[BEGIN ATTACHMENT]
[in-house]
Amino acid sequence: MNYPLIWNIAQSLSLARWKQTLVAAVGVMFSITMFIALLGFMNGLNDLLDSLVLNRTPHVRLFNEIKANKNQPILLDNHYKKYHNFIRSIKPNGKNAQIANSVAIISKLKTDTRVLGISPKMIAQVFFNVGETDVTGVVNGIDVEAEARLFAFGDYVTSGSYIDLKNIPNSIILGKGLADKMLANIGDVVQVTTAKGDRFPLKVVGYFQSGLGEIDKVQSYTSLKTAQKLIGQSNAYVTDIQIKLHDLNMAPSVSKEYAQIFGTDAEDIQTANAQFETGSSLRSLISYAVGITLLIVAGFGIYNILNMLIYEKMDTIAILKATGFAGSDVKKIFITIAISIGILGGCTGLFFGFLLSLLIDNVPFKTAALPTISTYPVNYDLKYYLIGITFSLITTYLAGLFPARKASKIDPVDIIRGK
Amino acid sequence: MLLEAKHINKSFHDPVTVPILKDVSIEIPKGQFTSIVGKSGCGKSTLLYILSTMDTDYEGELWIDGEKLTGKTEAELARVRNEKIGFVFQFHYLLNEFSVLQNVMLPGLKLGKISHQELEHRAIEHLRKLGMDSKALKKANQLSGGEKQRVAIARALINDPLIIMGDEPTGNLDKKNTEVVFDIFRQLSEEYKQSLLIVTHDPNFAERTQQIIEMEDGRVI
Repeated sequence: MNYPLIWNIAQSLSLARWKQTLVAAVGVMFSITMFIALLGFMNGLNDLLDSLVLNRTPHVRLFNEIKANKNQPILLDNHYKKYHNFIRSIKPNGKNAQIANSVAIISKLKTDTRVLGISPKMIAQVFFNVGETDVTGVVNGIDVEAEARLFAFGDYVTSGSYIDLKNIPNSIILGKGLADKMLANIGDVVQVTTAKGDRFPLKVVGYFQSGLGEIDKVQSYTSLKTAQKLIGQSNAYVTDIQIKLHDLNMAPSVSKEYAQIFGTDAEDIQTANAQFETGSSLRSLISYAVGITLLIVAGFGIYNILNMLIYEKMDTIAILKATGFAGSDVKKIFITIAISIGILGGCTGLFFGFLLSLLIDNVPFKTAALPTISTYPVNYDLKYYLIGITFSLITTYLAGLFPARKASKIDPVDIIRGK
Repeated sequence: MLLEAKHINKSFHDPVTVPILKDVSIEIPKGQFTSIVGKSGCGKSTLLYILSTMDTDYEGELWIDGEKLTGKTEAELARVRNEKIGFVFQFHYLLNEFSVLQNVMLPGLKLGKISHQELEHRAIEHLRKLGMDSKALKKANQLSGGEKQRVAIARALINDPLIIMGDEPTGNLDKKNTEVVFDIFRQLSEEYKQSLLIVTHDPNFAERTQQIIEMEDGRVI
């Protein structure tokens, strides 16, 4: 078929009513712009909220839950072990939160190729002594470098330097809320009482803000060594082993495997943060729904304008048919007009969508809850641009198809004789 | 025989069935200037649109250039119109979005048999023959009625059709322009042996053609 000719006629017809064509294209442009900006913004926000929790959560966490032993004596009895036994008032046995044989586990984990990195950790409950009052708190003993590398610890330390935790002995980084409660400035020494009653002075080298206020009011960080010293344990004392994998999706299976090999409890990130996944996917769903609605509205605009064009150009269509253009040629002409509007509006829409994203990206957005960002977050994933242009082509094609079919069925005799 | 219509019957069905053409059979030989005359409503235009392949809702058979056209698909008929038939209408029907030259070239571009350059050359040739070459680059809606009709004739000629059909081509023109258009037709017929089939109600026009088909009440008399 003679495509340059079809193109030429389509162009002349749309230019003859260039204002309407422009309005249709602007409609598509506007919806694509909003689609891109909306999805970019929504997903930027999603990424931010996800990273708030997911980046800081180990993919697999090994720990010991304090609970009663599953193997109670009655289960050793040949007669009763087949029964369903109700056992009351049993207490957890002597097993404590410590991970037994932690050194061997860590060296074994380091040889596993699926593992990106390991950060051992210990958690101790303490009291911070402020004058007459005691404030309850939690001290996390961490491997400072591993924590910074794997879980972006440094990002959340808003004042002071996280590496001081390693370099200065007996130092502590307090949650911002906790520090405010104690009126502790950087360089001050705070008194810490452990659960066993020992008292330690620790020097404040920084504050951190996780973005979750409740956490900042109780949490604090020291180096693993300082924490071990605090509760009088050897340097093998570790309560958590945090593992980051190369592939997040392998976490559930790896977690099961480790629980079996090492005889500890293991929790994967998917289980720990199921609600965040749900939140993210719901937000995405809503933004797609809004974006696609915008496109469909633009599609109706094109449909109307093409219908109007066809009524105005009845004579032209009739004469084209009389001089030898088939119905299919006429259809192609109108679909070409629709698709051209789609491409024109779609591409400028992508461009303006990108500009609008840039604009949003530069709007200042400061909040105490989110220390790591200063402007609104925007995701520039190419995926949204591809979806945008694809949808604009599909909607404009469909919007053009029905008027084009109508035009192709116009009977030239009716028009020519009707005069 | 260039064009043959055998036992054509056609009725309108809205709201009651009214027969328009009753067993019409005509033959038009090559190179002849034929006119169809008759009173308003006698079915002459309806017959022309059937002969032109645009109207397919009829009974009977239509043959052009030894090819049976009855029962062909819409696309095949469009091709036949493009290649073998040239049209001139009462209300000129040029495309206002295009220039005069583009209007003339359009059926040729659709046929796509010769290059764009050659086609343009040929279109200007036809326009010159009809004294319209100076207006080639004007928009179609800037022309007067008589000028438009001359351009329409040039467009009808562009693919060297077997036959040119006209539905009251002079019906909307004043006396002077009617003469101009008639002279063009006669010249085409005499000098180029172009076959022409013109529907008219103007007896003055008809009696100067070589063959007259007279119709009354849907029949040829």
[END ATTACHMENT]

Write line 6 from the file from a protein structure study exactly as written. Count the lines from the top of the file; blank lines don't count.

């Protein structure tokens, strides 16, 4: 078929009513712009909220839950072990939160190729002594470098330097809320009482803000060594082993495997943060729904304008048919007009969508809850641009198809004789 | 025989069935200037649109250039119109979005048999023959009625059709322009042996053609 000719006629017809064509294209442009900006913004926000929790959560966490032993004596009895036994008032046995044989586990984990990195950790409950009052708190003993590398610890330390935790002995980084409660400035020494009653002075080298206020009011960080010293344990004392994998999706299976090999409890990130996944996917769903609605509205605009064009150009269509253009040629002409509007509006829409994203990206957005960002977050994933242009082509094609079919069925005799 | 219509019957069905053409059979030989005359409503235009392949809702058979056209698909008929038939209408029907030259070239571009350059050359040739070459680059809606009709004739000629059909081509023109258009037709017929089939109600026009088909009440008399 003679495509340059079809193109030429389509162009002349749309230019003859260039204002309407422009309005249709602007409609598509506007919806694509909003689609891109909306999805970019929504997903930027999603990424931010996800990273708030997911980046800081180990993919697999090994720990010991304090609970009663599953193997109670009655289960050793040949007669009763087949029964369903109700056992009351049993207490957890002597097993404590410590991970037994932690050194061997860590060296074994380091040889596993699926593992990106390991950060051992210990958690101790303490009291911070402020004058007459005691404030309850939690001290996390961490491997400072591993924590910074794997879980972006440094990002959340808003004042002071996280590496001081390693370099200065007996130092502590307090949650911002906790520090405010104690009126502790950087360089001050705070008194810490452990659960066993020992008292330690620790020097404040920084504050951190996780973005979750409740956490900042109780949490604090020291180096693993300082924490071990605090509760009088050897340097093998570790309560958590945090593992980051190369592939997040392998976490559930790896977690099961480790629980079996090492005889500890293991929790994967998917289980720990199921609600965040749900939140993210719901937000995405809503933004797609809004974006696609915008496109469909633009599609109706094109449909109307093409219908109007066809009524105005009845004579032209009739004469084209009389001089030898088939119905299919006429259809192609109108679909070409629709698709051209789609491409024109779609591409400028992508461009303006990108500009609008840039604009949003530069709007200042400061909040105490989110220390790591200063402007609104925007995701520039190419995926949204591809979806945008694809949808604009599909909607404009469909919007053009029905008027084009109508035009192709116009009977030239009716028009020519009707005069 | 260039064009043959055998036992054509056609009725309108809205709201009651009214027969328009009753067993019409005509033959038009090559190179002849034929006119169809008759009173308003006698079915002459309806017959022309059937002969032109645009109207397919009829009974009977239509043959052009030894090819049976009855029962062909819409696309095949469009091709036949493009290649073998040239049209001139009462209300000129040029495309206002295009220039005069583009209007003339359009059926040729659709046929796509010769290059764009050659086609343009040929279109200007036809326009010159009809004294319209100076207006080639004007928009179609800037022309007067008589000028438009001359351009329409040039467009009808562009693919060297077997036959040119006209539905009251002079019906909307004043006396002077009617003469101009008639002279063009006669010249085409005499000098180029172009076959022409013109529907008219103007007896003055008809009696100067070589063959007259007279119709009354849907029949040829």